GARDENS FOR HUMANITY: Cover crops feed our soil twice, and us too
Bare soil starves for plants. That is why disturbed or bare soil invites weeds. Weeds! These unappreciated guests do the important work of restoring and nourishing the earth.
Weeds inject nutrients into soil through photosynthesis − proteins, carbon, nitrogen, sugars and vitamins. Their roots carry food, create pathways for water penetration, and break up compacted soil. They are also the hosts for fungi and microorganisms − all soil builders. The leaves shade the ground, reducing evaporation. When the weeds die, they provide organic matter, further feeding the soil while aiding water retention. In nature, “weeds” are the first plants in the process of plant succession, turning dirt into soil that is hospitable for other plants.
Many of the “weeds” are the wild members in families of other useful plants, such as grasses, clovers, sunflowers, brassicas (mustard and cabbage family), nightshades, mints and sages, chicories, and amaranths. Their domesticated cousins are often welcome foods and herbs in our garden. Because weeds are wild and opportunistic, they have survival properties, such as abundant spreading seeds or runners that we don’t appreciate and that make them invasive. Many of these “weeds” have medicinal or nutritious properties that have resulted in their domestication for millennia, and include most of our common foods and herbs.
Effective gardening imitates nature. In the yearly cycle of seasons we can pace our activities accordingly. Even during winter in our region, the soil is not sleeping. With the visible cold-tolerant plants above ground, we have many beneficial lives below ground that make our soil fertile. Instead of adding artificial fertilizers, we can introduce cover crops, some of which are also edible. These domestic versions of weeds, do the work of nourishing and building soil.
When warm weather crops are finished, we can replace them with cover crops that improve soil nutrients and health. When the cover crop is finished, the tops can be turned into the soil, or used for compost or mulch. These continue to feed and enrich your soil as you prepare for the warm planting season. Soil is a living organism that we also nurture by using it to grow plants − even when our active gardening season is over.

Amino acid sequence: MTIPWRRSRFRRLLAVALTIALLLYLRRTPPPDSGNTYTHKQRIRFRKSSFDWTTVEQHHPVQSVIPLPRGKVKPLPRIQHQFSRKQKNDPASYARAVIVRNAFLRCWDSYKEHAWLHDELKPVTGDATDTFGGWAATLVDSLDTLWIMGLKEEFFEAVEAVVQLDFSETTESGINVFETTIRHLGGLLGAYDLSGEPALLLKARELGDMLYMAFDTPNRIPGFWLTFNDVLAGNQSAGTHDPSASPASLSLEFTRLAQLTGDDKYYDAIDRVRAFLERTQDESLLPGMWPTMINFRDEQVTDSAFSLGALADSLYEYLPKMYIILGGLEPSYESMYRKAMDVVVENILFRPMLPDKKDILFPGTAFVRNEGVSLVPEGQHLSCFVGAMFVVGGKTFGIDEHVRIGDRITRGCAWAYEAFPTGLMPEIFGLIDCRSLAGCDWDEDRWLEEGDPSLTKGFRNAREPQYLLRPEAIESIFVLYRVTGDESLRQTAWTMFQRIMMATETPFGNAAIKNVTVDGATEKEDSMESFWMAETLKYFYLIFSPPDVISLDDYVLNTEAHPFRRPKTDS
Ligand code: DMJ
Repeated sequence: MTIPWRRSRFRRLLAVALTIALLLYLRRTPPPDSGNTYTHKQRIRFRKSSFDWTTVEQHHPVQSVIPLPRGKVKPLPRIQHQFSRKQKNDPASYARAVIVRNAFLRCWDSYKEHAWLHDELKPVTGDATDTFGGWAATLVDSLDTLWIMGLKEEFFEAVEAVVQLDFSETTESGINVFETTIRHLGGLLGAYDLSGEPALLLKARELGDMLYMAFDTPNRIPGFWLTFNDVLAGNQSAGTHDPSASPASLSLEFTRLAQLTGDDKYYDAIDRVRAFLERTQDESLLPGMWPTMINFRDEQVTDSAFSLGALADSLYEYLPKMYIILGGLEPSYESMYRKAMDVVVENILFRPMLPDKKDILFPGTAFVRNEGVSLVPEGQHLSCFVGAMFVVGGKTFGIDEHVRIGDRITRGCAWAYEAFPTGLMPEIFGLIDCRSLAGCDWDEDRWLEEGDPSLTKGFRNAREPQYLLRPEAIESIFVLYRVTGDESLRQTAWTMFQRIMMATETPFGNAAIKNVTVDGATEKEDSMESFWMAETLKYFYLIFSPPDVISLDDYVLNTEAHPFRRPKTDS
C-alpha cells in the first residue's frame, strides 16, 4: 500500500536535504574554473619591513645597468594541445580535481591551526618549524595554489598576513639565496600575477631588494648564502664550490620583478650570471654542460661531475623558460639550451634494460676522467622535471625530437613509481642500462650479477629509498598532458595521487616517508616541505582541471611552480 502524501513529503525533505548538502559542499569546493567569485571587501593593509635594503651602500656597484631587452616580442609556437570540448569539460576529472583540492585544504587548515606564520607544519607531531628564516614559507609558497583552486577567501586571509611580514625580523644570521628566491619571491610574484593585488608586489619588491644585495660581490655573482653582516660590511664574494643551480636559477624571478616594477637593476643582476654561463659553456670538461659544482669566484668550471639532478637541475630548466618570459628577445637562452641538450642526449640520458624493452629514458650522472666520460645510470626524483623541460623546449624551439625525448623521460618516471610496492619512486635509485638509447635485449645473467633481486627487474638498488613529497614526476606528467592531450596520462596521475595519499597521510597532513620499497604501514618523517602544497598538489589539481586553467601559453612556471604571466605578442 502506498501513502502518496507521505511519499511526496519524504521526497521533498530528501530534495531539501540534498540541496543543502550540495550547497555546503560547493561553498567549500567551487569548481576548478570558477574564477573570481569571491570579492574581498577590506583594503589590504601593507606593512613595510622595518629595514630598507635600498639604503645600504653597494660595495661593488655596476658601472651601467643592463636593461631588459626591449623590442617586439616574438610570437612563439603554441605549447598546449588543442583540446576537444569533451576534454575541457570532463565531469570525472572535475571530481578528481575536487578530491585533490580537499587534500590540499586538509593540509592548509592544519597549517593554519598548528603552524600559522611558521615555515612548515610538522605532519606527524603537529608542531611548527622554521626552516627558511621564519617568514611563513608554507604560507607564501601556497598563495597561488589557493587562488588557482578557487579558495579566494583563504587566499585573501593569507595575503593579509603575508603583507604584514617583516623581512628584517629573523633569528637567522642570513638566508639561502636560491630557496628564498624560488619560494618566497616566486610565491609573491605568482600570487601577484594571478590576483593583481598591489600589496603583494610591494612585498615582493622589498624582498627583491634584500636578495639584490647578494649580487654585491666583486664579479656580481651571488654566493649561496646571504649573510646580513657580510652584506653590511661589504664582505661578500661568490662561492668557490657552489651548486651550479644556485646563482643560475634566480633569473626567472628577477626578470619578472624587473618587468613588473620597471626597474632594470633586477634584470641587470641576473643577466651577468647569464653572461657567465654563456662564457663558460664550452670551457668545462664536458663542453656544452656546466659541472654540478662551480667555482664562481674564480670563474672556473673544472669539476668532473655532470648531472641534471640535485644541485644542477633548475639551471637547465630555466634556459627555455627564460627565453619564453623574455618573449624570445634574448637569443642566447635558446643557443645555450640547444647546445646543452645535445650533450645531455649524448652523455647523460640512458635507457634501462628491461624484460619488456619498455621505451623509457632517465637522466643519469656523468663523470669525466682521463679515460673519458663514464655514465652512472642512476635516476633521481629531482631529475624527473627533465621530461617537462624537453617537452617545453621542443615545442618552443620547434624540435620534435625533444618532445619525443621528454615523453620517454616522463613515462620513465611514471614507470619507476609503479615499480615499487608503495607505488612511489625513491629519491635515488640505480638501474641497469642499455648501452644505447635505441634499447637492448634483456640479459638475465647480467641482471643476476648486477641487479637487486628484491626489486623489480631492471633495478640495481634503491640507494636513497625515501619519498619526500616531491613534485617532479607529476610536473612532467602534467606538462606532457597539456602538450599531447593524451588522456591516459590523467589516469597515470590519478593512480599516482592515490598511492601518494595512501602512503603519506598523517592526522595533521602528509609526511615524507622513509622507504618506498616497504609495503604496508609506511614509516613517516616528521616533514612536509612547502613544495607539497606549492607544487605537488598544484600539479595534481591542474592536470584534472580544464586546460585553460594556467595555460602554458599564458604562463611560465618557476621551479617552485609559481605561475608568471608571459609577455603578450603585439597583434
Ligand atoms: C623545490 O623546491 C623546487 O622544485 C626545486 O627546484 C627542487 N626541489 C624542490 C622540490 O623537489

In our garden, we plant cover crops in early fall. These contribute to soil vitality and most of the plants we eat. Our winter salad is made up of the leaves of cover crops such as mustard, arugula, endives, winter peas, fava beans, and lettuces. In the spring these plants provide flowers for nectar and pollen for bees, and seeds that we also eat (peas and fava beans). Peas and beans are nitrogen fixers, and all have deep root systems. We have also planted grains in our garden as a winter crop, and garlic and onions are winter staples. Brassicas (kale, collards, cabbages of all kinds), spinach, lettuces, parsley, chard, cilantro, and many root vegetables thrive in winter.
Although it is late for planting a fall-winter garden, it is a great time to plan for the coming gardening year. The planting guide available on the home page of the Gardens for Humanity website, www.gardensforhumanity.org, is a useful resource for planning. Cover crops can be planted at any time during our planting season from February through October to improve soil fertility.
Richard Sidy is president of Gardens for Humanity, a founding member of the Sustainability Alliance and a member of the Verde Valley Food Policy Council. To reach him, email president@ gardensforhumanity.org .